November 18th, 2010

Constant Braving

Constance Singam

Reflecting on the last 25 years, past president Constance Singam says the mark that AWARE has left on Singapore, on women, and on herself, is indelible.
 
I remember the day I received the invitation to the launch of a new women’s organisation called the Association of Women for Action and Research. It was 1986, and AWARE had by then been registered as a society for one year. The launch was going to take place at the Cairnhill Community Centre. I didn’t go for the launch. I was too shy; too intimidated. It was to take me another year before I felt comfortable enough to become a member. There were many women like me who, for many different reasons, kept their distance from AWARE. AWARE was too loud, too feminist; too bold; too daring. I was to realise then that this was no ordinary women’s organisation. But because of that AWARE was going to stand out as being courageous. This in turn won the respect of many Singaporeans.
 
After the campaign to end polygamy, and the enacting of the Women’s Charter in 1961, the founding of AWARE on 25th November 1985 was the third-most important event in the history of Singapore women. The very establishment of AWARE challenged Singapore’s patriarchal values and public policies – because AWARE’s baseline was that there is inequality, and we want to address it. AWARE became the first non-governmental organisation in a long time to question the state’s policies. A good example of this is domestic violence and rape. That was a very important contribution to civil society.
 
At the time domestic violence was seen as “a private matter”, something authorities preferred not to interfere with. In response, AWARE said in no uncertain terms that the personal is political, framing inequality and oppression in family as concern of the state. AWARE opened up unprecedented public discussion of issues previously seen as private, and therefore beyond public scrutiny.
 
Twenty-four years later this courage to stand by our convictions, consistent hard work and tenacity of purpose came to the fore during a time of crisis – when a group of women surreptitiously joined AWARE and voted themselves into office attempting to take over and push their own pro-religious, anti-feminist agenda. The takeover not only threatened all the values that AWARE stood for but also Singapore’s secular society. We fought tooth and nail to reclaim AWARE. In what was dubbed the “AWARE saga”, over 2000 women gathered in a historic May 2nd Extraordinary General Meeting at Suntec City Convention Centre, and 1414 of us cast a vote of No Confidence, ousting the group, and re-instating AWARE’s rightful leaders.

Constance at the 2009 EGM. Picture: The Online Citizen


During the entire process, AWARE gained overwhelming support from many Singaporeans, the event was considered a watershed in civil society and showed that we, as a people, are far from apathetic and willing to fight for what we feel is right.
 
Both these historical markers – the founding of AWARE and the “AWARE Saga” – revealed the exceptional ability of Singapore women to rise above Singapore’s “inhibiting” political and social culture and to suspend their individual discomfort in participating in a very public political event when something threatens their values. Equally important for AWARE is that after 25 years, the AWARE Saga has re-energised AWARE members and supporters and compelled it to re-affirm its democratic feminist values of gender equality, egalitarianism, respect for the individual and individual choice.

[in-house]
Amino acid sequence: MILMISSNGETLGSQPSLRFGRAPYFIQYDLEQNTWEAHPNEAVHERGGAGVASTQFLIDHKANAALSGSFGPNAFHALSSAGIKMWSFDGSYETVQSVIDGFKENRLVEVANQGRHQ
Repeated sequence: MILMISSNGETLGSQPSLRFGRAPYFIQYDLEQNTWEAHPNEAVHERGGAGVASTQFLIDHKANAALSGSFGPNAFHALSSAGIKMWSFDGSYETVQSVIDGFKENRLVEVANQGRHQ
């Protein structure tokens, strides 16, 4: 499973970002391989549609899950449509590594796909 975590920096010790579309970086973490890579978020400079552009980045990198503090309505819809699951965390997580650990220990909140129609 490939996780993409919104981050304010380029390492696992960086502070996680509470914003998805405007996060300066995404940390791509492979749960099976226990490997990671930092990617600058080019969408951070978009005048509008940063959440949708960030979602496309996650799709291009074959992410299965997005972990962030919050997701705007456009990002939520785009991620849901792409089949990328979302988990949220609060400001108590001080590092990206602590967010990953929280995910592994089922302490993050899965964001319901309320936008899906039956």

AWARE’s values, are based on its feminist belief in women, in women’s ability to strike a healthy balance between their public and private lives as well. We also believe that we can draw strength from the commonalities that bind us regardless of our social, cultural or economic backgrounds. All of us are vulnerable to rape, to sexual harassment, to physical and psychological abuse, to discrimination, and to exploitation. Whatever culture or place we come from we share this vulnerability and our experience as women. We also share the ability to fight it, to protect and help ourselves and one another.
 
Becoming an AWARE member leads to what feminist Pearl Green calls “a transformation of consciousness”, and the way one looks at oneself, the way one sees the world and everyday activities is forever transformed by this consciousness. This describes my AWARE experience perfectly.
 

Constance with Corinna Lim


Today I am a different person from the one that joined the association 24 years ago. I am more confident as a woman, more sure of my potential to make a difference, and more aware (pun very much intended) of my reposibilities to my community and society. AWARE blazed the trail and showed me, and many others, the way. It must continue to do so. In a political culture dominated by one ideology, AWARE must continue to demonstrate that there are different ways of seeing the world and different ways of defining ourselves as individuals. I remain grateful to AWARE for doing that for me.
 
I wish AWARE a very Happy 25th Birthday and best wishes for another 25 trail-blazing years. Be bold. Be fearless.

Constance Singam
15th November 2010

One Comment ...

  1. buiqes

    So inspiring. Thank you for sharing this, Constance.

    #2420